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Watching My Wife Become A Mom Gave Me A New Appreciation Of A Mother’s Sacrificial Love

A mother’s love is beautiful and suprarational. It defies pragmatic logic and self-serving calculation.


It’s terribly sad that Mother’s Day has become an occasion for touting abortion as the best gift mothers can receive. Murdering one’s baby is the polar opposite of motherhood, and the idea that abortion and Mother’s Day go hand in hand is remarkably disingenuous considering that everyone — even the most vociferous pro-abortion activists — can see that love and self-sacrifice are at the heart of what it means to be a mother.

This reality hits home deeper now that my wife and I have welcomed our first child and I’ve witnessed my wife experiencing the joys and trials of motherhood firsthand. I’m the second oldest of seven, but when I was a toddler, pre-teen, and young teen, most of what my mom went through during her pregnancies went over my head completely. Now I’ve caught a glimpse of how hard she worked to bring my siblings and me into the world.

“The first one is usually the hardest” is one of the things people say when they find out your wife is pregnant. I still don’t really know what that means — a healthy agnosticism about all things related to pregnancy is the safest position for a male to hold — but my wife does. She experienced what that meant through all nine months of pregnancy and 24 hours of labor.

She wrestled with her changing body and adjusted to new experiences on a daily basis. She pushed herself through random bouts of morning sickness (I learned that “morning sickness” is a shameless euphemism for vomit-inducing stomach-wrenching that comes not just in the morning but at all hours of the day and night) and a variety of other discomforts and challenges.

She also grappled with fear and anxiety over our baby’s well-being. Each life is fragile, fleeting, and precious; Scripture compares it to a mist or vapor. My wife was well aware of this reality, having witnessed her mother go through a number of miscarriages. She feared making some misstep or error that might negatively affect the baby — not the overhyped warnings of maternal mortality. But it was clear to everyone around her that she was fully equipped to nurture and grow our little child.

She did so with style and grace, adjusting to the hills and valleys of pregnancy with patience and calm. As our tiny baby developed inside her, my wife kept me updated on the baby’s progress using fruits and veggies for comparison: from kidney bean to strawberry to peach to mango-size our baby grew.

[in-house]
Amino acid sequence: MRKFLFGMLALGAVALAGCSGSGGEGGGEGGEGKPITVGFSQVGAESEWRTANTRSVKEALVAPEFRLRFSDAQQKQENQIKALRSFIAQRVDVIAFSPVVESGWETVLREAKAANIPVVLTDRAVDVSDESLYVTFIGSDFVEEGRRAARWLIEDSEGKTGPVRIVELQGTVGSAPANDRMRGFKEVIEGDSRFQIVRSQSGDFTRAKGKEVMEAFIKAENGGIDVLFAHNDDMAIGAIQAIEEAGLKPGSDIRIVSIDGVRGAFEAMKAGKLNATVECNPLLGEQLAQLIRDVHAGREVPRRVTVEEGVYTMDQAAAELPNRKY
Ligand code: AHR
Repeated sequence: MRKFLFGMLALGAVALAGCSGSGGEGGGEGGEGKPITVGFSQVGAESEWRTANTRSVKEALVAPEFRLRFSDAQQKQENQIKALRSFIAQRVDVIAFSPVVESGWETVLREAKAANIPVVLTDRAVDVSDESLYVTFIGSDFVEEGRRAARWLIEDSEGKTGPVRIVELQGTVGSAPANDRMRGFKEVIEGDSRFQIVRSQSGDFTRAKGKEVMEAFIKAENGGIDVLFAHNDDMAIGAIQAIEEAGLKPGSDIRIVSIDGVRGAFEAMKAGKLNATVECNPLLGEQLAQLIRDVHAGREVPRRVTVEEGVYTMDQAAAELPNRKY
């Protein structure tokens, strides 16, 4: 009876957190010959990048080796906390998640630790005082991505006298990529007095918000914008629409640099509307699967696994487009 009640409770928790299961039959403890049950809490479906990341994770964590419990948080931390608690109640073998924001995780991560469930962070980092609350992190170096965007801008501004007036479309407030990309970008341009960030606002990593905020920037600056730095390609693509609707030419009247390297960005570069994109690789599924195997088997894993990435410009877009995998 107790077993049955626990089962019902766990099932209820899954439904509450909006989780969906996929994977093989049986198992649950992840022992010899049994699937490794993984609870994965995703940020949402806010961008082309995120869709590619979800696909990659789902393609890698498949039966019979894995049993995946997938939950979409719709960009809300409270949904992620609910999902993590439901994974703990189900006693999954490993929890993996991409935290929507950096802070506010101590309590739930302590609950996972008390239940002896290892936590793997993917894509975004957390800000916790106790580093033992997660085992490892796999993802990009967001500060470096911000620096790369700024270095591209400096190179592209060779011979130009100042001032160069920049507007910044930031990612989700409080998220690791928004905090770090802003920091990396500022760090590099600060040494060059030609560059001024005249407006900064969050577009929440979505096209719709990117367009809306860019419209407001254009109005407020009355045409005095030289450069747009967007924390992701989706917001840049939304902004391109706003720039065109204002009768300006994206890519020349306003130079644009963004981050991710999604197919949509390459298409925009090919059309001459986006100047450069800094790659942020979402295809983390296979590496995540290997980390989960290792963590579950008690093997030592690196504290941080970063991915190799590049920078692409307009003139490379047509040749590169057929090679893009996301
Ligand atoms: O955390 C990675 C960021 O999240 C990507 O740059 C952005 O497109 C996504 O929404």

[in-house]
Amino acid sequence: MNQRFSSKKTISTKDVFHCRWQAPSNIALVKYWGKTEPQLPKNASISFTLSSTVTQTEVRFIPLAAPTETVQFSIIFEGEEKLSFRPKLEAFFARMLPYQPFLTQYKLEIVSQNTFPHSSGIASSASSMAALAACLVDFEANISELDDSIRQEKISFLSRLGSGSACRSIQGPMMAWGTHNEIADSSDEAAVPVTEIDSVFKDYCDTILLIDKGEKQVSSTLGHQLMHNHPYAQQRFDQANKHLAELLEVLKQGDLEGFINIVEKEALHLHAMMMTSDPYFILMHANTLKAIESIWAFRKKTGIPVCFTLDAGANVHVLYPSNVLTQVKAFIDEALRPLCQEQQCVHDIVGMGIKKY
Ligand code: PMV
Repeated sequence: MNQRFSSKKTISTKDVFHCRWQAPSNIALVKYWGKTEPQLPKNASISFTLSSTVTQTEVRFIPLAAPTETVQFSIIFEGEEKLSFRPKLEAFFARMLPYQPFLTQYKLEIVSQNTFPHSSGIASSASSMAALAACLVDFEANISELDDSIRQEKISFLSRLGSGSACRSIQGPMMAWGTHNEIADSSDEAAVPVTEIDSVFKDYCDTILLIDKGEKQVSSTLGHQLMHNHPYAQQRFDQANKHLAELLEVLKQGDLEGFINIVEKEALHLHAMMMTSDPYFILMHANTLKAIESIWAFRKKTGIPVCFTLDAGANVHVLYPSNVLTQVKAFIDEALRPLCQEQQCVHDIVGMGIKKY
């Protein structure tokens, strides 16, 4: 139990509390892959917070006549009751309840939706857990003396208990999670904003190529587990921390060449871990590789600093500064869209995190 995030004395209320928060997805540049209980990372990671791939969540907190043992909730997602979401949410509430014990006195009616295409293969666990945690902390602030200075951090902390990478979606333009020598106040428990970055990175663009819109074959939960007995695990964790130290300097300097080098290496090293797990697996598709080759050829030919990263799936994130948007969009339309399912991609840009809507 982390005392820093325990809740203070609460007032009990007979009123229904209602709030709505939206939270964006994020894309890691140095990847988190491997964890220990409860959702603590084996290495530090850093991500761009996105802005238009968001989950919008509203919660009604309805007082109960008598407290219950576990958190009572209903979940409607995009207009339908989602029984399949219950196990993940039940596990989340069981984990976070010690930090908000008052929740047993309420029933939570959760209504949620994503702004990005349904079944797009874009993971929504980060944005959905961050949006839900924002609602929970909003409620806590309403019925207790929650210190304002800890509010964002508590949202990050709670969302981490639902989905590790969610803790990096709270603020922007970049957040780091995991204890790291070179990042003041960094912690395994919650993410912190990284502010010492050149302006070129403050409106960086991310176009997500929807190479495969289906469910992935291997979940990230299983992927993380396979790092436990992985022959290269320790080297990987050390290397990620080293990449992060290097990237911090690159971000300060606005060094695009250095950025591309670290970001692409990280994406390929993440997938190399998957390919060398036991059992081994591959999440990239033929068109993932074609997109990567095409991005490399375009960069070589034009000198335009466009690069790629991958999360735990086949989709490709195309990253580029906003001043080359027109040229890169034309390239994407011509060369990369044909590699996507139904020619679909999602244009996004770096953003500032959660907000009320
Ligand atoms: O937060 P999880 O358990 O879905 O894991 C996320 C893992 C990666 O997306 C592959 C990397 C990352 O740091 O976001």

With wonder, my wife realized that some of the stomach “rumblings” she felt were actually our baby’s first movements. Later she would gently pull my hand to her stomach so I could feel our daughter’s kicks. As her due date approached, she even waddled (her term, not mine!) gracefully. Her love was visible in her gentle whispers to the baby and her joyful surprise at the baby’s sudden jerks and tumbles. I could see it in her thoughtful smiles and the way she placed her hands on her ever-growing baby bump.

My baby’s little pokes and prods make me think of how my own mother carried me many years ago. I daydream of her in the early days of her pregnancy, toting me along in her stomach up and down the streets of a small Kansas town as she delivered letters and parcels for the U.S. Postal Service. On an evening in late June, she spent the first few hours at the hospital laboring on a gurney in a hallway (apparently it was a busy night for births). I try to picture her in the hospital room where she introduced me to the outside world; I imagine the straining and the pain and the tears and the joy.

I think of what my wife went through to bring our daughter into the world. Watching her endure the pain and fatigue of labor with so little I could do to help was one of the most difficult things I’ve been through (how much more difficult for her!), but I was so impressed by the courage, fortitude, and physical stamina she displayed. I know my mother endured the same pain and fatigue for me, and I think I understand her love for me and all her children a little bit better now that I’ve seen my wife go through the same experience.

A mother’s love is beautiful and suprarational. It defies pragmatic logic and self-serving calculation. It is cultivated in the long months of pregnancy, of discomfort, change, emotional strain, and physical nearness between mother and child. A mother’s love comes to fruition in the pains of labor, in the seemingly endless contractions that persist long into the night and the early morning hours. It is consummated in long years of service, of teaching and training, and growing friendship between mother and child.

Our culture doesn’t value mothers as much as it should because it doesn’t value selflessness as much as it should. Instead, we tend to value selfishness, choosing the self-serve lane of life and racking up the score. Of course, that’s the opposite of motherhood, regardless of how many politicians and pundits use Mother’s Day as a platform to disingenuously clammer for unrestricted “reproductive healthcare.”

True motherhood is an inherently selfless and self-sacrificial endeavor, and mothers deserve our genuine appreciation and admiration. We shouldn’t let the DINKs (Dual Income No Kids) and the deliberately childless patting themselves on the back for their self-prioritization dim this perspective. Rather we should acknowledge the reality that is so self-evidently true: through their sacrifice and love, mothers make our lives not only possible but also infinitely richer.

So to my wife and to my mother and to all mothers everywhere, a very happy Mother’s Day. You’ve truly made our lives better in a thousand different ways.

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